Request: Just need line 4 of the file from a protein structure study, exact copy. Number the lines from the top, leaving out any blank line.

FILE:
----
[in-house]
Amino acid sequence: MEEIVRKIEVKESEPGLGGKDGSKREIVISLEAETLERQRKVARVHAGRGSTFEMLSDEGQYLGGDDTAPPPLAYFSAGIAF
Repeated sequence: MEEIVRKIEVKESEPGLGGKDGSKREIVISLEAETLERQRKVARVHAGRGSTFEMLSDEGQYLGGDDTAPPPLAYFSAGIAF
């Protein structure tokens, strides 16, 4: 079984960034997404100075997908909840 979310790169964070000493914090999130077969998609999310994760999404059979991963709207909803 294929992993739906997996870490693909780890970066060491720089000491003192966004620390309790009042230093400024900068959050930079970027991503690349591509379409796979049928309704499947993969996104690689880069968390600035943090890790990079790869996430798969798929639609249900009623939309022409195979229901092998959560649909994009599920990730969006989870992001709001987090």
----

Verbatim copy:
């Protein structure tokens, strides 16, 4: 079984960034997404100075997908909840 979310790169964070000493914090999130077969998609999310994760999404059979991963709207909803 294929992993739906997996870490693909780890970066060491720089000491003192966004620390309790009042230093400024900068959050930079970027991503690349591509379409796979049928309704499947993969996104690689880069968390600035943090890790990079790869996430798969798929639609249900009623939309022409195979229901092998959560649909994009599920990730969006989870992001709001987090």